In the back, dark, under the eves... flashlighted... ‘old papers’ “I SEE” ‘in there’.  NO:  I said this is done very... very fast.  The furtive glance of the knowledge blocks of sitted-view of the... vast plains ... of the vast plain...:  It is a logical and deductive process done very fast on one’s hands and knees in a dark attic crawl spaces behind a flashlight.
            It’s a gas... doing it****.  And to do this... one needs more than ‘knowledge’.  “Knowledge” is ‘spot application’ applied AFTER... the “I” know where “IT” (the old rare book) “IS” on the vast plain... of vast plains... I, ‘sitted’ overview.
            You get it?  Right?  Zinman’s a nice guy but... I’ve been behind the flashlight a long time... so... “ahhhh...” that’s what I “use” first.  The big picture.  He uses it too but, due to the ‘on hands and knees’ factors that separate dealers from collectors... you get it.  Right?  So... like... I’m ‘in there’ in the dark... with “It’s a GAS” attic creeping... or, like, desk drawer plundering or like ... “on the shelf in the back of the garage” (Part Twenty-Three) “YEAH!”... and it is barely a furtive glance that... going back to the pamphlet duo... I SEE “South Windham, Me.” as the imprint... AFTER... “what?” the front wrapper block letters printed in GOLD reading “LOST AND AFOUND” with “E. M. N.” under and ‘in gold’ too....
            Two (directions and places) are merging into one?  Look at it from my vantage.  I find one copy... one day... and... a decade later... find a ‘second copy’.  Both are found by ‘on hands and knees’ ‘flashlight’.  The second one... found... on the vast plain... is “I ALREADY KNOW”.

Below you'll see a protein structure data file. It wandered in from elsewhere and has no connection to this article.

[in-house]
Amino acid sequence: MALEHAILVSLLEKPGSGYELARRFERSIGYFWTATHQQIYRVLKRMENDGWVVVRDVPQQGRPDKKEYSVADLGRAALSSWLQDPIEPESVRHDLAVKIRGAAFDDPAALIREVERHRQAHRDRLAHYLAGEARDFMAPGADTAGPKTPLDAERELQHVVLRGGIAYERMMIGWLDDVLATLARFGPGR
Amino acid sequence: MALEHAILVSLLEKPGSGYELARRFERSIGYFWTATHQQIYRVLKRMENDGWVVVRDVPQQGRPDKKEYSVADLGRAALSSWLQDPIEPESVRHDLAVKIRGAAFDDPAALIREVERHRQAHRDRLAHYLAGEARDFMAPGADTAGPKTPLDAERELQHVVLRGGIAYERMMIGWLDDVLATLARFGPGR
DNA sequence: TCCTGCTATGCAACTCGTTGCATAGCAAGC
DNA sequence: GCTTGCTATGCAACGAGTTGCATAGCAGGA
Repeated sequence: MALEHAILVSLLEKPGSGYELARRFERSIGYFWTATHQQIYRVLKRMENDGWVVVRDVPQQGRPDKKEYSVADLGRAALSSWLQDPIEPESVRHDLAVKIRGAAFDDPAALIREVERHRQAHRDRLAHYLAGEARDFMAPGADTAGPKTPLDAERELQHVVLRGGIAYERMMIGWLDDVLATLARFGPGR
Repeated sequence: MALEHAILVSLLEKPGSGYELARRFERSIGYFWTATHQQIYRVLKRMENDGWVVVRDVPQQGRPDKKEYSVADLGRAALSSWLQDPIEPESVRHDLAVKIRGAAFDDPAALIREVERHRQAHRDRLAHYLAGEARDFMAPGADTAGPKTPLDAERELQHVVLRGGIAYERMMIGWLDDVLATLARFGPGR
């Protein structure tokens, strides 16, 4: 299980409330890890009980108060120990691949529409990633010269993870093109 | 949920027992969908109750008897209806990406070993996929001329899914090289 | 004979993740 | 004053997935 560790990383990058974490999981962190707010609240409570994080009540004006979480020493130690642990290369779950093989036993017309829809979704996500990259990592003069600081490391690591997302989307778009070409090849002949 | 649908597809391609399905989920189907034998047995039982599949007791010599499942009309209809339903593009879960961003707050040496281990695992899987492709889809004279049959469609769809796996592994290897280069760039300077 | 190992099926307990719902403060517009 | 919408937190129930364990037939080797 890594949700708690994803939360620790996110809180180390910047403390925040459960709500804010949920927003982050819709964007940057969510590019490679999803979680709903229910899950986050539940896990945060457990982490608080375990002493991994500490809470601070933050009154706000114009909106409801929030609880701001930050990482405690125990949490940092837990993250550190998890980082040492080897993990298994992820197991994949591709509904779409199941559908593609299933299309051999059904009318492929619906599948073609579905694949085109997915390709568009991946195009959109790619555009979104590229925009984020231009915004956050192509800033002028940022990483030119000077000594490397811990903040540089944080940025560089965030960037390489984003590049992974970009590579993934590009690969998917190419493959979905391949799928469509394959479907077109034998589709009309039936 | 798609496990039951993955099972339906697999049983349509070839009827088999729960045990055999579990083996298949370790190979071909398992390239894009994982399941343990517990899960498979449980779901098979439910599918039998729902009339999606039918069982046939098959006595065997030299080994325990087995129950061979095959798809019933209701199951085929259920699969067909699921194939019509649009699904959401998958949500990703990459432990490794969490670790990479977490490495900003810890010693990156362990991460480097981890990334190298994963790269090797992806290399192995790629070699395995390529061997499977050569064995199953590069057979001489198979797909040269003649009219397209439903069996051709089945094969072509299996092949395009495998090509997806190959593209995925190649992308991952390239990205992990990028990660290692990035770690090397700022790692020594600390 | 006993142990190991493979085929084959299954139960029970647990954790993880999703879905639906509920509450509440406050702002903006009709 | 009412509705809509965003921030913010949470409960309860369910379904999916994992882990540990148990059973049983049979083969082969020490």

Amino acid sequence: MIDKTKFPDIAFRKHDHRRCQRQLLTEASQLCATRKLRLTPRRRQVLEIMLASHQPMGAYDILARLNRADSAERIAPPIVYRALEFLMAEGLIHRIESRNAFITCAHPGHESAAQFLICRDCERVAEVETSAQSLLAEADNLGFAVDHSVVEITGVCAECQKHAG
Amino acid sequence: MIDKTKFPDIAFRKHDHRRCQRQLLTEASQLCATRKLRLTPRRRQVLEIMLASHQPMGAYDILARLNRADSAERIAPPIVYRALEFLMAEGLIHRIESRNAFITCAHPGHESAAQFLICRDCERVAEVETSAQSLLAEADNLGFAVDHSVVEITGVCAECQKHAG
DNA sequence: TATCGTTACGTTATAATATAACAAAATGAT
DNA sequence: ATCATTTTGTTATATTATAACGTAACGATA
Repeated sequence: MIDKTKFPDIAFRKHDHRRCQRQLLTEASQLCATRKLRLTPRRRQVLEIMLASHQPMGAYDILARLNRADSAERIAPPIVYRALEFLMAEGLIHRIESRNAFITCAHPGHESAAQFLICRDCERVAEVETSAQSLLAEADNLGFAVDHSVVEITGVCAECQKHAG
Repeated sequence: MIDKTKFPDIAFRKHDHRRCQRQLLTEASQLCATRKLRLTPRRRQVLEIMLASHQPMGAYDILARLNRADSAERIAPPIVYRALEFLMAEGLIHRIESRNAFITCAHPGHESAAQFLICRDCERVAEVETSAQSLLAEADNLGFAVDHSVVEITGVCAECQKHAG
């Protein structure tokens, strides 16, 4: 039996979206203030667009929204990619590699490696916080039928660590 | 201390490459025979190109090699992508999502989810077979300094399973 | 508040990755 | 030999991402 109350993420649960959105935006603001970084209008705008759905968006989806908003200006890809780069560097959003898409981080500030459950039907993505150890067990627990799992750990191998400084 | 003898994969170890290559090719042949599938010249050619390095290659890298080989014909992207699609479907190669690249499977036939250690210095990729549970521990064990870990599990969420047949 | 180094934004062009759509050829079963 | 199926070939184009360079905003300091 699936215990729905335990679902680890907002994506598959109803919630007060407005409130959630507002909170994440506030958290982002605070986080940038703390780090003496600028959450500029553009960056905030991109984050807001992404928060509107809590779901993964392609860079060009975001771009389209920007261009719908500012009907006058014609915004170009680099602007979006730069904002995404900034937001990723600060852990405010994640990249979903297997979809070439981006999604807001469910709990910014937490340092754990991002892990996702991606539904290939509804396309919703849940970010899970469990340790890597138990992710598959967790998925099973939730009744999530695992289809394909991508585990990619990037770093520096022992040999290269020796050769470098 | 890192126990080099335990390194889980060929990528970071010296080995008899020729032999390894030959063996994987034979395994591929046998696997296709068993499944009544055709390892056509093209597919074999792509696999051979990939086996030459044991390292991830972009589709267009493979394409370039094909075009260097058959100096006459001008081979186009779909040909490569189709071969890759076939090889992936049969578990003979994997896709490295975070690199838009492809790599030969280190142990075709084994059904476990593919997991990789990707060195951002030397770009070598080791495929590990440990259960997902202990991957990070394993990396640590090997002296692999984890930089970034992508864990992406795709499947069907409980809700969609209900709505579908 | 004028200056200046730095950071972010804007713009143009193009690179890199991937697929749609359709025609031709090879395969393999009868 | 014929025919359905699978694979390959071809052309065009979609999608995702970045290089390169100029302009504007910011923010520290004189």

Bummer?  No.  Comes with the territory.  I have even found two copies of something dated 1714 two different times in two different ‘where ever’ in their respective ‘two different’ garrets.  “Oh... Hell... it is?”.

**** :  To further this ‘It’s a gas’ I suggest the ‘this blog’ post titled “Mice!  I Hate Mice” that opens with a charming farmyard ephemera (rare book) picker purloin and continues with a ‘what is all this?’ treasure trove buttress of remarkable depth.  The label for this post is: Mice! I Hate Mice.  Originally the post was given as a lecture.  And... originally the picker purloin vignette was drawn for my first book “IN A GIVEN AREA”.  That book is now a rare book so “good luck with that” and... the picker’s purloin, in that book, is longer with more detail about the purloined paper and its sale... all done and recorded as a ‘very fast’.